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dc.contributor.authorWade, L
dc.contributor.authorLichtwark, G
dc.contributor.authorFarris, D
dc.date.accessioned2020-02-14T15:33:48Z
dc.date.issued2020-02-20
dc.description.abstractPrevious research has demonstrated that during submaximal jumping, humans prioritize reducing energy consumption by minimizing countermovement depth. However, sometimes movement is constrained to a non-preferred pattern and this requires adaptation of neural control that accounts for complex interactions between muscle architecture, muscle properties, and task demands. This study compared submaximal jumping with either a preferred or deep countermovement depth to examine how joint and muscle mechanics are integrated into the adaptation of coordination strategies in the deep condition. Three-dimensional motion capture, two force plates, electromyography and ultrasonography were used to examine changes in joint kinetics and kinematics, muscle activation and muscle kinematics for the lateral gastrocnemius and soleus. Results demonstrated that a decrease in ankle joint work during the deep countermovement depth was due to increased knee flexion, leading to unfavorably short bi-articular muscle lengths and reduced active fascicle length change during ankle plantar flexion. Therefore, ankle joint work was likely decreased due to reduced active fascicle length change and operating position on the force-length relationship. Hip joint work was significantly increased as a result of altered muscle activation strategies, likely due to a substantially greater hip extensor muscle activation period compared to plantar flexor muscles during jumping. Therefore, coordination strategies at individual joints are likely influenced by time availability, where a short plantar flexor activation time results in dependence on muscle properties, instead of simply altering muscle activation, while the longer time for contraction of muscles at the hip allows for adjustments to voluntary neural control.en_GB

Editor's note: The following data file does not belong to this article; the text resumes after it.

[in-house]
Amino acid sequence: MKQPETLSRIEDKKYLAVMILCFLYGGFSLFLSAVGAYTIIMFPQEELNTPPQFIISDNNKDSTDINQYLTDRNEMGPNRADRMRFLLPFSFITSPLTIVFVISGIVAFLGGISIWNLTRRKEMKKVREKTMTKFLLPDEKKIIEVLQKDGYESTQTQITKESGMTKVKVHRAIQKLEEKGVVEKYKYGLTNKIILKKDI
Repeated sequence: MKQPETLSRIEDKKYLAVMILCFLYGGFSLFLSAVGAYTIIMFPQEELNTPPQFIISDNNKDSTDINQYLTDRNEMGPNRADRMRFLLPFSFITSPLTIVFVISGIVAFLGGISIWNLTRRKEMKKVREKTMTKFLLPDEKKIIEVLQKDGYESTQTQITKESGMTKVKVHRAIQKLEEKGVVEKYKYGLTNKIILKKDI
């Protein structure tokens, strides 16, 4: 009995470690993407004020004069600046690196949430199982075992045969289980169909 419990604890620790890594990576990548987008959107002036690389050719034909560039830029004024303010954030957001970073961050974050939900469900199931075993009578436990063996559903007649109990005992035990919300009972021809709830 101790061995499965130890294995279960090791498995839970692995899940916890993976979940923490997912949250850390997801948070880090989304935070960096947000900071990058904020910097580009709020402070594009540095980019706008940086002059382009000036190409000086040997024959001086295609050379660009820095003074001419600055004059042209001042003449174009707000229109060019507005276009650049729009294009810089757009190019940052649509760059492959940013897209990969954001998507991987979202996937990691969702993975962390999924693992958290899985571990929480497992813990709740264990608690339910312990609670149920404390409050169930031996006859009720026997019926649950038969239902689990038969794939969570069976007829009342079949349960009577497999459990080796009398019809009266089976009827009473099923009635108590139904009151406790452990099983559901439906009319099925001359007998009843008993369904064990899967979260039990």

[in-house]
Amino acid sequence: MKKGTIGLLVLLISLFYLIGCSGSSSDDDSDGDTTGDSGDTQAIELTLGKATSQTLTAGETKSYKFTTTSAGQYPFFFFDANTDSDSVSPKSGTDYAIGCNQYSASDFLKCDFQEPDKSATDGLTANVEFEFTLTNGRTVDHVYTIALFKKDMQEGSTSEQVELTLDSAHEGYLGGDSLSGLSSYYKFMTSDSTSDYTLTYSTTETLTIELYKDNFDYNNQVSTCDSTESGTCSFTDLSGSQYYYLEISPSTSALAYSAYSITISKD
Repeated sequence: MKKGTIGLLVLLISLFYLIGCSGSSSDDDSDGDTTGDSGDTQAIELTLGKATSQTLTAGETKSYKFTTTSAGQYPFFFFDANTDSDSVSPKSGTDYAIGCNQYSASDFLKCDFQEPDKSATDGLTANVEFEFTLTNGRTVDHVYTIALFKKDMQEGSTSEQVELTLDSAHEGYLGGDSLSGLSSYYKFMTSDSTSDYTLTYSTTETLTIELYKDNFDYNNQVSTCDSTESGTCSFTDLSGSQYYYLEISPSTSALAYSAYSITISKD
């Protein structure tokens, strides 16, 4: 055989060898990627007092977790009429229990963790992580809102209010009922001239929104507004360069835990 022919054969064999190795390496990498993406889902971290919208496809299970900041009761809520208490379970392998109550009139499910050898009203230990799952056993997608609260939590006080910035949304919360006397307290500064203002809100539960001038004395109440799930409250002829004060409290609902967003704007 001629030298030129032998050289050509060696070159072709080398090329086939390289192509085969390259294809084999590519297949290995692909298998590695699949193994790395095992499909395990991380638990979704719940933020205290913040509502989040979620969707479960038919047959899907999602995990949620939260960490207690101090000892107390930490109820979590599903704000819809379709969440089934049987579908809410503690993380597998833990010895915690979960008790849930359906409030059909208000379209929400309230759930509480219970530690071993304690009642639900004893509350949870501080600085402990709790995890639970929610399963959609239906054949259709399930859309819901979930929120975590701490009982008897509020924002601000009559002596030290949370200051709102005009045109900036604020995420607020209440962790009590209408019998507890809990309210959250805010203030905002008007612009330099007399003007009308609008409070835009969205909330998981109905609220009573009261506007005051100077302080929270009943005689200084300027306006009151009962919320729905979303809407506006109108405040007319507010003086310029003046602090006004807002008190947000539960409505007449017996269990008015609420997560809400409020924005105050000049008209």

dc.identifier.citationPublished online 20 February 2020en_GB
dc.identifier.urihttp://hdl.handle.net/10871/40870
dc.language.isoenen_GB
dc.publisherAmerican Physiological Societyen_GB
dc.relation.urlhttps://doi.org/10.24378/exe.1283en_GB
dc.rights.embargoreasonUnder embargo until 20 February 2021 in compliance with publisher policyen_GB
dc.rights© 2020, Journal of Applied Physiologyen_GB
dc.subjectfascicleen_GB
dc.subjectultrasounden_GB
dc.subjectEMGen_GB
dc.subjectmuscle coordinationen_GB
dc.subjectbiomechanicsen_GB
dc.titleJoint and muscle-tendon coordination strategies during submaximal jumping (article)en_GB
dc.typeArticleen_GB
dc.date.available2020-02-14T15:33:48Z
dc.identifier.issn8750-7587
dc.descriptionThis is the author accepted manuscript. The final version is available from the American Physiological Society via the DOI in this recorden_GB
dc.descriptionThe dataset associated with this article is located in ORE at: https://doi.org/10.24378/exe.1283en_GB
dc.identifier.eissn1522-1601
dc.identifier.journalJournal of Applied Physiologyen_GB
dc.rights.urihttp://www.rioxx.net/licenses/all-rights-reserveden_GB
dcterms.dateAccepted2020-02-13
rioxxterms.versionAMen_GB
rioxxterms.licenseref.startdate2020-02-14
rioxxterms.typeJournal Article/Reviewen_GB
refterms.dateFCD2020-02-14T15:13:49Z
refterms.versionFCDAM
refterms.panelCen_GB


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